Alert November 19, 2009

Business Associates of HIPAA Covered Entities Need Action Plans for New Federal Breach Notification Requirements

The new federal data breach notification requirements, introduced by the HITECH Act that was part of the American Reinvestment and Recovery Act signed into law by President Obama in February 2009, affect not only “covered entities” (e.g., healthcare providers, insurers and clearinghouses) but also “business associates,” (e.g.,companies that provide services – often, technology services – to such covered entities and have access to protected health information) and vendors of personal health records (“PHR”).

The HITECH Act gave the Department of Health and Human Services (“HHS”) jurisdication over the business associates for the first time, and PHR vendors are subject to the Federal Trade Commission’s jurisdiction for enforcement.  Both HHS and the FTC have published rules on the new breach notification requirement.  Generally, the breach notification rules require companies to notify individuals, the regulators and, in certain cases, the media, when unsecured protected health information is breached.  Both the FTC rule and the HHS rule are now in force.  Both HHS and FTC will assess sanctions for failure to provide the required notice for breaches discovered after February 22, 2010. 

While covered entities and PHR vendors each face their own particular compliance challenges, this article focuses on the compliance strategies for business associates.  Business associates need to act quickly to minimize the risk of being involved in a breach that triggers these new notification requirements, and also must be prepared to respond to any breach in compliance with the HITECH Act.  Business associates should also review the terms of their agreements with covered entities, and their plans for incident response in the event that a breach occurs.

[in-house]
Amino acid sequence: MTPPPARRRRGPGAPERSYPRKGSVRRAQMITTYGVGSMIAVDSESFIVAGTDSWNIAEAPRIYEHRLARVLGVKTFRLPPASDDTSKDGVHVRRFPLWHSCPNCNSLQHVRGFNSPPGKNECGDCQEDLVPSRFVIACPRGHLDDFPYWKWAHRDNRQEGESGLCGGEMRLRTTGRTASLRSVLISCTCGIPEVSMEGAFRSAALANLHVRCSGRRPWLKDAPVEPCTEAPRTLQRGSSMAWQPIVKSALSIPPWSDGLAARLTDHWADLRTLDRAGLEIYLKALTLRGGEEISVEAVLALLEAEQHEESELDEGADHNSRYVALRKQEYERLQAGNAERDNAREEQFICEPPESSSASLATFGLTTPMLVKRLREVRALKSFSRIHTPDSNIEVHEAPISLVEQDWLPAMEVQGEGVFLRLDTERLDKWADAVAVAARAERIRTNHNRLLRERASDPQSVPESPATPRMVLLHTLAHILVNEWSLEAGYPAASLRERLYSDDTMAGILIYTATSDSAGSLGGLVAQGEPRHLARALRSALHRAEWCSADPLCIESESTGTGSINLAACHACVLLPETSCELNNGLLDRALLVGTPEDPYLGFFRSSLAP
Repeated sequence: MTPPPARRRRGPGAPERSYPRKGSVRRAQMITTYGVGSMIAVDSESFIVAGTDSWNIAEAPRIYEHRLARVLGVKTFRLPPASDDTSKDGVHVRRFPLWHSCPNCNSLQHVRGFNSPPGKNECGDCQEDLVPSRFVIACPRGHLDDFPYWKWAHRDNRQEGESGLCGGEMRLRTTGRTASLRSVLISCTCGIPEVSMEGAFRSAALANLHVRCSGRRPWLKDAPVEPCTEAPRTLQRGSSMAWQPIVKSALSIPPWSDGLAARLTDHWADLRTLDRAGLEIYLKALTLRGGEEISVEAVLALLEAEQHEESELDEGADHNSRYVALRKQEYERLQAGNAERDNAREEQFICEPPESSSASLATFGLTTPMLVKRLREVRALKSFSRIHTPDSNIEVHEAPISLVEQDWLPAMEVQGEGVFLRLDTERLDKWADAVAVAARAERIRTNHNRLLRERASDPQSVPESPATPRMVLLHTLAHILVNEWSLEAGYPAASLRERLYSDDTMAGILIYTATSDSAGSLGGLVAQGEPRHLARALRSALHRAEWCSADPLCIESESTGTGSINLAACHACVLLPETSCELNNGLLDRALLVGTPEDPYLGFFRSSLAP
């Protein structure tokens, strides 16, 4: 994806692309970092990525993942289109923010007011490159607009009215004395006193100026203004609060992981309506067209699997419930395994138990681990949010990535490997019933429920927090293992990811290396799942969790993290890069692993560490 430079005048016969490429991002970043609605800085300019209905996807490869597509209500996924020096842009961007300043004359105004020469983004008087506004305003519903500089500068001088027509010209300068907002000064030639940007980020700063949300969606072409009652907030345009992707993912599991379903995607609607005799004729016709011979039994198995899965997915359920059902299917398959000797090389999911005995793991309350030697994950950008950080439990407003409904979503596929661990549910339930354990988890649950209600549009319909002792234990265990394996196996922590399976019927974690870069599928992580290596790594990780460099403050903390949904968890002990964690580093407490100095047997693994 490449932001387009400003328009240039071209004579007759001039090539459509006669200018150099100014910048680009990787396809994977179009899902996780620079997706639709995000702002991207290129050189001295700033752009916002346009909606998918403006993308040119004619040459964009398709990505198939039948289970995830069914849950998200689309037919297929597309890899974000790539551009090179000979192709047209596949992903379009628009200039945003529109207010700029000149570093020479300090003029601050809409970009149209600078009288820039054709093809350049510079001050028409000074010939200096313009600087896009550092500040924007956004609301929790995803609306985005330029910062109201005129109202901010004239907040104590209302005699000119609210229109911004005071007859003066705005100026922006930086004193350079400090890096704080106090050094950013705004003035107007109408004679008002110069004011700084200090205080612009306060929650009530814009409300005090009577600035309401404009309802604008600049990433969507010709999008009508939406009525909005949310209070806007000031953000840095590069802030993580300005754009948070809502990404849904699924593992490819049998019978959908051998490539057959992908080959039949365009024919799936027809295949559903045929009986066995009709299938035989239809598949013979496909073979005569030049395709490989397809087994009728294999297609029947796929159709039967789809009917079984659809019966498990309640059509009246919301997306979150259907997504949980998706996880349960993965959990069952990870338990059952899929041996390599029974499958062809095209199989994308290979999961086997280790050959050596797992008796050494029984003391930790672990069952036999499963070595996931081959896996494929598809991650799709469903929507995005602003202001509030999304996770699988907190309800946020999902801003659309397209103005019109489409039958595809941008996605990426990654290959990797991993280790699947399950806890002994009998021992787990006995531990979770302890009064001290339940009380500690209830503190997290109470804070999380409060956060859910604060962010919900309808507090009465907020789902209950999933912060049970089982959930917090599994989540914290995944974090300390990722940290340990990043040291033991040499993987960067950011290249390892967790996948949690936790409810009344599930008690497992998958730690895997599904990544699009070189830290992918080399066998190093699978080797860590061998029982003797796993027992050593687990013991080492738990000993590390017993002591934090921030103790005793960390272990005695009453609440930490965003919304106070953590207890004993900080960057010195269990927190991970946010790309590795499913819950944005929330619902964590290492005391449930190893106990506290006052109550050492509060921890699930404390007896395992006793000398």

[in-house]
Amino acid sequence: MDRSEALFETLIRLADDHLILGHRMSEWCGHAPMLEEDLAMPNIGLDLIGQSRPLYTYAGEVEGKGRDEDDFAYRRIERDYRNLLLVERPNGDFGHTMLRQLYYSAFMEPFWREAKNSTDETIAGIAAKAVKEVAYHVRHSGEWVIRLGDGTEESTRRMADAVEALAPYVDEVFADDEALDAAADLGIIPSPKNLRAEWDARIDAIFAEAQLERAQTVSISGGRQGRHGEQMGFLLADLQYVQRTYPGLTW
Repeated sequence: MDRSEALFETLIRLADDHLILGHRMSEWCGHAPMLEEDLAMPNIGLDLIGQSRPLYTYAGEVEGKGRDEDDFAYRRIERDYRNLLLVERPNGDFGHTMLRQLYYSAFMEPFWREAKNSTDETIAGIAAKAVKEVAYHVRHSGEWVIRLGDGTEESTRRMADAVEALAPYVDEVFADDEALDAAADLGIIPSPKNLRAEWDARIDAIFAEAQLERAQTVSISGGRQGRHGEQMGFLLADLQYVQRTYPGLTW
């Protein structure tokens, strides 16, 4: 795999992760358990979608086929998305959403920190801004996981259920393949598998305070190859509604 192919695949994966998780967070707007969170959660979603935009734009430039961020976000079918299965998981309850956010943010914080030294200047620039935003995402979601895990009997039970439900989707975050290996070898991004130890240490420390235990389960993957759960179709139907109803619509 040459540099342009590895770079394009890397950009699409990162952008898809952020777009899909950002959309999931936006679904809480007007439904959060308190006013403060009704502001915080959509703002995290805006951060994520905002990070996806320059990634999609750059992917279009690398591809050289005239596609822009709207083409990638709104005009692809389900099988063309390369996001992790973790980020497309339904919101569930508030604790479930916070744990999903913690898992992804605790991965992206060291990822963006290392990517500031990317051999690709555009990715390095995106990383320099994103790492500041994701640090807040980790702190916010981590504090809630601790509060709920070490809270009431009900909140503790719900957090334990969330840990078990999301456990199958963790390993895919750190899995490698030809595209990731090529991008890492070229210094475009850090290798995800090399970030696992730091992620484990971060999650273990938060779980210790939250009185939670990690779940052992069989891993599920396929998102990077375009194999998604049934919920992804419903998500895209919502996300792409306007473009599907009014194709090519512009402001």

Are you a business associate? 

The term “business associate” was introduced by the Health Insurance Accountability and Portability Act (“HIPAA”).  Generally, it refers to entities that provide certain services to covered entities and, in connection with those services, have access to protected health information.  A wide range of entities can be business associates – the determination depends on the function and level of access to individually identifiable health information rather than the particular industry of the company.

Our company is a business associate to one or more covered entities, what should we be doing now to prepare for these breach notification requirements?

Companies that are business associates should reduce the likelihood that they will be involved with a breach that gives rise to notification requirements under the HITECH Act, applicable state law, and/or the terms of their agreements with covered entities.  Here are several steps that business associates should take now:

If classified as a business associate, ensure that this classification is correct and accurate.  Many companies can feel pressured by their customers to execute business associate agreements whether or not they are indeed business associates.  Before the HITECH Act, there was always a certain level of risk involved with executing business associate agreements, however with the changes being ushered in by the HITECH Act, being a business associate entails a new level of risk.  Executing business associate agreements subject entities  to direct regulation by a federal agency, including enforcement and penalty provisions, and should only be done so if the entity truly meets business associate requirements.